Please be advised that this story contains the word “pee.”
I really had to pee.
There I was trying to get to work early, for the taping of Canadia 2056. I wanted to get there and test the microphones, the console, and still have time to sit in on the read-through. Figured if I left by seven, I could make it in by eight-thirty, with the first cast members arriving at ten.
Snow and freezing rain messed everything up. The damned bus didn’t show up ’til seven-twenty. Then the train was late. Forty-five minutes late. Waiting for it, standing in the freezing rain, it occurred to me:
I really had to pee.
But I couldn’t leave the platform in case the train came. The train was already late and the subsequent train had been cancelled. If I left to pee, I’d miss the train and I might never get to work. If I couldn’t get to work, I wouldn’t be able to record the cast of Canadia 2056. I’d let a lot of people down. The train would come soon, I knew. I’d be able to go to the washroom on the train, or maybe even be able to hold it until I got to Toronto.
The train took its sweet time coming. But it came, and I got on it, and I thought I’d better sit down if I want to get a seat, and sure I had to pee but I could hold it ’til Toronto. Lots of other people got on, we stopped at Ajax, then Pickering, and by then so many people were on the train that we couldn’t take any more. There was no way I could get up from my seat and get to the washroom because there were far too many people in the way.
I’d be able to go to the washroom in Toronto.
“Sorry folks, we’re gonna have to wait here on the platform for a while until they figure out what to do with us,” the conductor announced to the train. “It’ll just be a few minutes.”
Half an hour later the train hadn’t budged an inch, and I began to think of Tycho Brahe. Brahe was a sixteenth century astronomer who, once upon a time, attended a banquet (and famously wore a fake brass nose after losing part of his real nose in a duel). It was considered the height of bad manners to leave the banquet before its conclusion, so Tycho didn’t go anywhere, even though he really had to pee. He stayed the course right up until his bladder exploded, and he died several days later. Some physicians these days think that this sort of thing is impossible, and that Tycho actually died from something else (such as mercury poisoning, though opinions differ). But sitting on that train with my bladder poised to explode, I was fairly certain that not only was that how Tycho Brahe died, it was how I was going to die.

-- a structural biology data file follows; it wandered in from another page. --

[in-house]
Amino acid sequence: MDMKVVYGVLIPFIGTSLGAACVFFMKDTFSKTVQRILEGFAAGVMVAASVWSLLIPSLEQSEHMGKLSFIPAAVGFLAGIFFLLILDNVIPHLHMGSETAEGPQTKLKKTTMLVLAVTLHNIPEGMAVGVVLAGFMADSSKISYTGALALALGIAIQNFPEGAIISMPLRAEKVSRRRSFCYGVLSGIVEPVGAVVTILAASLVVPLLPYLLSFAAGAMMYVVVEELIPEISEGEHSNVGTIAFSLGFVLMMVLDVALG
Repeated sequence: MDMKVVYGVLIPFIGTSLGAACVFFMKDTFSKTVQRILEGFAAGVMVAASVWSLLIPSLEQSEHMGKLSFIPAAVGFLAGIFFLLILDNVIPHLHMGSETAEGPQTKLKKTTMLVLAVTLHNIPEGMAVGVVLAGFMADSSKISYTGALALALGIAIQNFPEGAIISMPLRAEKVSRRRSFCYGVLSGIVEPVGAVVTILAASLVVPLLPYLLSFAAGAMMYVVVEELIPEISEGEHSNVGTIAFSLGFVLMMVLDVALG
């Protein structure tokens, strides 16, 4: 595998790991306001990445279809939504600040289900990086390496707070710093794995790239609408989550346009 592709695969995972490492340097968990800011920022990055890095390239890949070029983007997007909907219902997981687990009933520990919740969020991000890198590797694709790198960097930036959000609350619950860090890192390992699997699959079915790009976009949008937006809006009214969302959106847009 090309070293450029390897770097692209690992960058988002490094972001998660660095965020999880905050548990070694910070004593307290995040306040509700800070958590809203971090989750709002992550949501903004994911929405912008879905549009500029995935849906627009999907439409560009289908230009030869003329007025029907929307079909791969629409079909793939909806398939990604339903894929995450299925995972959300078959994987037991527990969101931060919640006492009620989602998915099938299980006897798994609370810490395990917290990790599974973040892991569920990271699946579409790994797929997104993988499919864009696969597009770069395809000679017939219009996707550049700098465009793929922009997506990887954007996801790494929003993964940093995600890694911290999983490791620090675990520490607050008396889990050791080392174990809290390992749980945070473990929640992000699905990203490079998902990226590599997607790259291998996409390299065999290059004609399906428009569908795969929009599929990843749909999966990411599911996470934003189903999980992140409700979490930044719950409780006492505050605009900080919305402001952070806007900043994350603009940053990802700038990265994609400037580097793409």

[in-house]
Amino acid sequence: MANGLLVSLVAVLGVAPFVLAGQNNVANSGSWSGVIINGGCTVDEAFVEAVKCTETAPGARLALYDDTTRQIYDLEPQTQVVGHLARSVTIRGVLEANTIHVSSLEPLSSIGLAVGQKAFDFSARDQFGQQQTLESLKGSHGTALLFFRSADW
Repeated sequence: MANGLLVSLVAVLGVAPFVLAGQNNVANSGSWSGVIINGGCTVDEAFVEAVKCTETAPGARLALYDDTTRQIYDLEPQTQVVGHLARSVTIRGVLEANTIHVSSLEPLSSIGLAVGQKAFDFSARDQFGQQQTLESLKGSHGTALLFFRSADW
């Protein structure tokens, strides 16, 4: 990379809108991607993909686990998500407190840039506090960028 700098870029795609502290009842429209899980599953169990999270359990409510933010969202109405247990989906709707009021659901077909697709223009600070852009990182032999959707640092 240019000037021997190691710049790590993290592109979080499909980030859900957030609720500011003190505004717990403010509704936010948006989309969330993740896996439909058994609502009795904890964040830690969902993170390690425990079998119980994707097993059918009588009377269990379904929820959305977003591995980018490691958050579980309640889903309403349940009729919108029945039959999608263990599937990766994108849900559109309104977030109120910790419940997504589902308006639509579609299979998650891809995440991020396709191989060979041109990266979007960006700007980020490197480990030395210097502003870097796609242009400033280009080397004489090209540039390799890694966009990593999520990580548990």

Fortunately the train began to move. I would be spared such an ignominious fate.
Unfortunately, we moved about two hundred yards and then the train stopped again. A frozen switch. No problem: a mere half an hour later and we were on the move again.
By then I was in agony.
Ladies and gentlemen, we have created a world in which we cannot pee when we have to. And it’s just plain wrong. Because you see, everybody has to pee. It’s a natural body function. Why, you yourself have probably peed this very day. You may be returning from a pee (did you wash your hands?) Or you may have to pee right now. If so, I suggest you go and pee. Because it’s really not the sort of thing you want to put off.
Once I had to pee and I thought, I’ll just take the elevator down to the second floor. I’ll be able to pee once I get to the second floor.
Didn’t the elevator get stuck between floors. I was stuck in an elevator in Toronto. Security had to call Wisconsin to Otis Head Office to locate an elevator repairman. Otis Head Office woke up a repairman who lived in Barrie (it was one in the morning). He drove all the way into Toronto and a mere hour and a half later I was able to pee.
And I’m here to tell you that that pee felt good.
And so (for that matter) did the pee I had after being stuck on the train.
Which is, perhaps, why we’ve created this crazy world in which it’s not possible to pee whenever we want to. So that sometimes, after we are required to hold our bladders for interminable lengths of time, when at long last we are finally able to pee, we can appreciate just how unbelievably awesome it feels.